Since Thomas Skakel was the one who was seen with Martha Moxley last, he was obviously the prime suspect. However, there was also another suspect, Kenneth Littleton who was Skakel’s home tutor. When authorities questioned both Thomas and Michael Skakel, they were unable to consistently recount the incident of the previous night. Thomas said that he walked Martha back home at around 9:30 p.m. and went home to watch “The French Connection” along with Kenneth Littleton. But when Littleton was questioned by the police, he confirmed that they began watching “The French Connection only around 10:30 He also stated that Michael returned within half an hour since that time. 

When Michael Skakel was questioned, he said that he was watching “Monty Python” with his cousin. He also mentioned that he was window-peeping and masturbating near a tree (which later in the trial was revealed to be the same tree under which Martha’s body lay) just next to the Moxley’s property from 11:30 p.m. to 12:30 a.m. before he finally went back to his house. But Michael’s cousin was unable to confirm that Michael was with him and over the years of investigation, Michael kept changing his alibi. 

The case gained popularity because of the connection of Michael Skakel with his aunty Ethel Skakel Kennedy, widow of Robert F. Kennedy. Michael was then sent to Elan School which was actually a treatment center in Maine for troubled youths. Two students there confessed that they heard Michael confessing that he killed Martha Moxley with the golf club. He even told another student there, Gregory Coleman, a witness in the case, “I’m going to get away with murder. I’m a Kennedy.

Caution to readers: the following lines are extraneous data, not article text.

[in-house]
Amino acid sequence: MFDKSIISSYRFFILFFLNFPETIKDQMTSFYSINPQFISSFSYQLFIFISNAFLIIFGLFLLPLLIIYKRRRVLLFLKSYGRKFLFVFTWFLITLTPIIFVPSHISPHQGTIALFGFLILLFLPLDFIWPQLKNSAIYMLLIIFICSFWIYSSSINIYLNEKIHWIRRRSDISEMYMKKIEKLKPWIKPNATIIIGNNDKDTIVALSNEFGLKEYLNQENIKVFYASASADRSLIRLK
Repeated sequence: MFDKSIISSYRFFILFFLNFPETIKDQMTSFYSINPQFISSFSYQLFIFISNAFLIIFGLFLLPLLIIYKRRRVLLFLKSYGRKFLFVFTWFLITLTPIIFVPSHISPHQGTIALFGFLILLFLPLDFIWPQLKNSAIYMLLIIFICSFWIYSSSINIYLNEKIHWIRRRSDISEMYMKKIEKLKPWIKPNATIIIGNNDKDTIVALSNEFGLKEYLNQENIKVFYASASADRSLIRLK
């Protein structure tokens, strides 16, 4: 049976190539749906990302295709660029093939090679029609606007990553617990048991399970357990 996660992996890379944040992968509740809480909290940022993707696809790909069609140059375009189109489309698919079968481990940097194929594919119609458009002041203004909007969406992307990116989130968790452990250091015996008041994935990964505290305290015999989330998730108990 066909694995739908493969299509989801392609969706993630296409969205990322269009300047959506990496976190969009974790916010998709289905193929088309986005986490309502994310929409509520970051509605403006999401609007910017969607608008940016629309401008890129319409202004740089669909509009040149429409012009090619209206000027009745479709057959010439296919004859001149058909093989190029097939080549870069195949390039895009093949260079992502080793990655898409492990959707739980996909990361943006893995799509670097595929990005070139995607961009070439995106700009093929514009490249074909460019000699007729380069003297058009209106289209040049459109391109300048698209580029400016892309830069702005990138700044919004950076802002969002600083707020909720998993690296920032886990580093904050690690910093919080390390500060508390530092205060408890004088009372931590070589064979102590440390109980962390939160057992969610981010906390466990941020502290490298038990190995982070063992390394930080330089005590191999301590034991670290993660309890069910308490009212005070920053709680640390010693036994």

Investigators later concluded that both Thomas and Michael were romantically inclined and interested in Martha. Elizabeth Arnold was another classmate of Michael’s who said that Michael felt that his brother had stolen his girlfriend. 

When a rumor passed around that it might have been William Kennedy Smith who was the Skakel family’s former physician who killed Martha, the case was re-opened. 1n 1991, William was tried and acquitted for rape. Because the case was re-opened, Ruston Skakel hired Sutton Associates which was a private detective agency to investigate the murder. Their report later revealed to the media that both the Skakel brothers kept changing their alibis on the night that Martha was murdered.

The Trial 

The murder of Martha Moxley trial began in June 1998 and on January 9, 2000, Michael Skakel was charged with murder. Though he was released with a $500,000 bail, the judge later ruled that he would be tried as an adult on January 31, 2001. 

On May 7, 2002, Michael Skakel’s trial began and on June 7, 2002, he was convicted of murder and sentenced to 20 years in prison. He was denied parole on October 24, 2012, and on October 23, 2013, was granted a new trial. Skakel was finally released on a $ 1.2 million bond but there were other conditions attached as well. He could have no contact with the Moxley family, needed to be monitored by GPS, and could not leave Connecticut without permission. However, he has moved to Westchester County in New York. 

Skakel’s prosecutors petitioned the Connecticut Supreme Court to return Skakel to prison and revoke his bail. On May 4, 2018, his conviction was vacated and a new trial was ordered. Finally, on October 30, 2020, Richard Colangelo, the Chief State’s Attorney told the Connecticut Supreme Court that Skakel would not be re-tried.